Music Video Production at Emerson College


By Cody Kenner

Emerson College’s film department boasts a variety of media making opportunities. From documentary filmmaking to narrative to experimental to television production, Emerson covers its media bases fairly well. Except, perhaps, for one crucial form of film—music video production.

Though the college has little relevant coursework regarding music videos, student filmmakers find their own creative outlets. One of these outlets, the organization Beat Dynamics, seeks to broaden the scope of music video production opportunities available to Emerson students. We spoke with president Alex Johnson (’17) and vice president Chris Uhl (’17) to gain insight into Beat Dynamics’ music video production and their own personal relationships with the media format.

What is Beat Dynamics?

AJ: Beat Dynamics is Emerson’s only music video [organization]. We started a couple of semesters ago, but we recently became recognized by Emerson College. Basically our initiative is to allow members to be involved in the production of music videos and other music-related type media, such as live event coverage, commercials— We recently launched BDTV, which is a way for us to have online content on a single platform, which is YouTube in this instance, and we’re able to provide not only music videos, but also other forms of music coverage that showcase the talents of artists at Emerson and other Boston schools in terms of video editing, concept, and music, obviously.

What is your role in Beat Dynamics?

AJ: I’m the president of Beat Dynamics, so I oversee everything. The whole semester, it’s a process from when we start advertising our club, getting members, [and going] through the submission process and through the development and conceptualization of the actual semester video project. And I oversee the executive board members as well, and I make sure overall that everything goes smoothly throughout the semester.

CU: I’m the vice president. Basically, my job is to designate different tasks for the different people in the executive board and club members to do throughout the semester. I’m in charge of keeping everything organized, and if issues arise, I’m usually the first person that people contact. Then, I have to figure out the best people to contact to resolve them, like if there’s an issue where an artist can’t come in or an issue where some footage got deleted or something like that. They‘ll usually come to me and then I talk to AJ and we figure out the best course of action and then go from there. I’m also the in-house director of photography.

When did you first realize you wanted to make music videos?

AJ: So, I knew I wanted to make music videos in high school. My first video I made was with my cousins. We wrote a little song, and all six of us got together, and then we said, “You know what, we have a camera, let’s do a video.” And after that, I wanted to do music video stuff because it’s so easy to do; it’s pretty accessible for the modern person and it’s a great way to put visuals to audio and get a new expressive form of art.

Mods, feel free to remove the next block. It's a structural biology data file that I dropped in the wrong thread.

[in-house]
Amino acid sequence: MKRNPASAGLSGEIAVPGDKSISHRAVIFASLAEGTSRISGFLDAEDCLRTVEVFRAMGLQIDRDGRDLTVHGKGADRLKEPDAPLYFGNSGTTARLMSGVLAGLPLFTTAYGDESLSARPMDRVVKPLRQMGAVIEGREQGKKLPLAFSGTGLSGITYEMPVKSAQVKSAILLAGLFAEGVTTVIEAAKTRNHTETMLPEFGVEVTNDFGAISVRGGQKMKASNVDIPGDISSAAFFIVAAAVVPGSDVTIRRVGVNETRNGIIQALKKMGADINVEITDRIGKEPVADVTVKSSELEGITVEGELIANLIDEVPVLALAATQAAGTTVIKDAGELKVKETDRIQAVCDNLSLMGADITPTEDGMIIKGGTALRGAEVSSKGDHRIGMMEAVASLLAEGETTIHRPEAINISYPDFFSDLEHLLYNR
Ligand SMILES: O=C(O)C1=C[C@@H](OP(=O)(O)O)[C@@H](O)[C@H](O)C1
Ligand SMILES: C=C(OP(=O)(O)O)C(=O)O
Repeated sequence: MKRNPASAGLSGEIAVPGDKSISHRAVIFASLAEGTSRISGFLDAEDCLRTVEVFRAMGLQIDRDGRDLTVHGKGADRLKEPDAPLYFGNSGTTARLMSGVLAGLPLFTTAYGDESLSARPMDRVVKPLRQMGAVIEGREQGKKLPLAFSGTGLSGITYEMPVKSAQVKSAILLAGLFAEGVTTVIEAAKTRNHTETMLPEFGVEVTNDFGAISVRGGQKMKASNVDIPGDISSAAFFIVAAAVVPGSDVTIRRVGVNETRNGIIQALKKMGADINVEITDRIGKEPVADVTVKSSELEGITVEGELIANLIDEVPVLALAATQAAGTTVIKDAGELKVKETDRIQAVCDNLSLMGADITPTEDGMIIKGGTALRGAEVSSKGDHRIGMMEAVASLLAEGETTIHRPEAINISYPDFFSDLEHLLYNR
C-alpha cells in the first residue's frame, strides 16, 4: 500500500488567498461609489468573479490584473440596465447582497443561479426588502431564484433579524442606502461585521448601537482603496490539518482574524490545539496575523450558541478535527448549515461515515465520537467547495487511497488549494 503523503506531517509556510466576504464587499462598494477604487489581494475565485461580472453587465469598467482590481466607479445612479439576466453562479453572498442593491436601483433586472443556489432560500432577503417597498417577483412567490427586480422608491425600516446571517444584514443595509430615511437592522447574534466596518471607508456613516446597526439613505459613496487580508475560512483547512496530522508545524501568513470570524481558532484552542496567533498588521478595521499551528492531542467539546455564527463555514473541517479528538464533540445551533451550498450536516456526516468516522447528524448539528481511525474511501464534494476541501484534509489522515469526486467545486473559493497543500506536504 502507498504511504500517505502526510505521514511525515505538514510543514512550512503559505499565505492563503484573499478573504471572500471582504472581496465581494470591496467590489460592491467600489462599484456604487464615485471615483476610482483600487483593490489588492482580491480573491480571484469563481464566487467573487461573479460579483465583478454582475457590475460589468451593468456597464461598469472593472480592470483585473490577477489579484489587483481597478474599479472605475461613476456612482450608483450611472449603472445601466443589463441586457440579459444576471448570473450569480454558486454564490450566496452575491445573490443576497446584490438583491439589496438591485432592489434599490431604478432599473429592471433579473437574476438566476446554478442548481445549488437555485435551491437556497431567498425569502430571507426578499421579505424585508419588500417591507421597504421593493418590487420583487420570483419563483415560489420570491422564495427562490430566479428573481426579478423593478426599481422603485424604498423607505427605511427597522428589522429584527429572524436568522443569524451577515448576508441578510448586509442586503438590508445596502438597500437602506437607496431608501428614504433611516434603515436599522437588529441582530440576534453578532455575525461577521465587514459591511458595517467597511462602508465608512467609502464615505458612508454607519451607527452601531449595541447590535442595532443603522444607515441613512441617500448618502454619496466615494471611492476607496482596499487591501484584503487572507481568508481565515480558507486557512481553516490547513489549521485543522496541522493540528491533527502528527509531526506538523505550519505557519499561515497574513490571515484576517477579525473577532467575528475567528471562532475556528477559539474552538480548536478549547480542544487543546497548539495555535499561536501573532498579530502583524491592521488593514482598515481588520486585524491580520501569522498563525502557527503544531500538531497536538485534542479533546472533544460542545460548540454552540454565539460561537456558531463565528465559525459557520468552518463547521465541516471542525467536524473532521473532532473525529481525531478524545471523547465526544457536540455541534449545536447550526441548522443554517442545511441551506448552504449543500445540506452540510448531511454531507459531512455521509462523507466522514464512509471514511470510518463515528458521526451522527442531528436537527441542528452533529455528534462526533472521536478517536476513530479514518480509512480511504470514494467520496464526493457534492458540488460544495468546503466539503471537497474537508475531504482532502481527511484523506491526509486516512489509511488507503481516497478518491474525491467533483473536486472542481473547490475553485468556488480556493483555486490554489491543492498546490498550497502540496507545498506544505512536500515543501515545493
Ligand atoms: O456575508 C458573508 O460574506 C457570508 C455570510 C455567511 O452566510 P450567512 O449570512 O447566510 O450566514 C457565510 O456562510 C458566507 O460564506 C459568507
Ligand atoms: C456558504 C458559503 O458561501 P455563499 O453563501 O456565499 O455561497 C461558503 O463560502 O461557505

CU: It was my ninth birthday and we basically rented out a nightclub and we got everybody in my fourth grade class and we did a music video to the song “We Like to Party,” the Six Flags commercial song: “Da-da-da-da-da”—we did that. My Dad was basically directing it, and any camera we could find we got. He had a couple from work, and we used one of my VHS cameras. The whole time I was acting in it, but I wanted to be shooting it! I wanted to be behind the camera. I wanted to be doing that and seeing that whole thing come together. I thought, “Wow, that’s something I would actually be pretty interested in doing.” And ever since, I’ve always had an interest in music videos.

What is your favorite music video, and what do you like about it?

AJ: That’s hard, ‘cause I don’t have a specific music video that I like ‘cause there’s so many music videos. A lot are very similar. A lot are very different. A lot are good. A lot are terrible. But the ones that I find most impressive tend to be the ones that look very difficult to replicate, such as one-take videos—like OK Go’s videos are super cool. And there’re a lot of concept videos that don’t necessarily relate to the song but kind of reflect the deeper meaning. I think those become the ones that stick in my mind the most.

CU: There’re different types. For a narrative music video I would say it’s Lady Gaga’s “Telephone.” I always like to show that one because it’s really well done, and it’s the best story I’ve seen in a music video. [If] you’re looking at something like live multi-camera, reasonably it’s Gwen Stefani’s “Make Me Like You,” because it’s so cool that it was all done completely live. It’s a different thing; it’s not telling a story. There is a little storyline to it, but it’s entirely visual and “how can we get as much stuff in front of the screen live as possible” and all these different things. I also enjoy [the Yeah Yeah Yeah’s] “Sacrilege.” We show that one a lot too, and I think that one is very well done. It’s very dark the first ten times you watch it, and it’s still dark after that, but I think you can step back and start appreciating more of the content once you get past the message.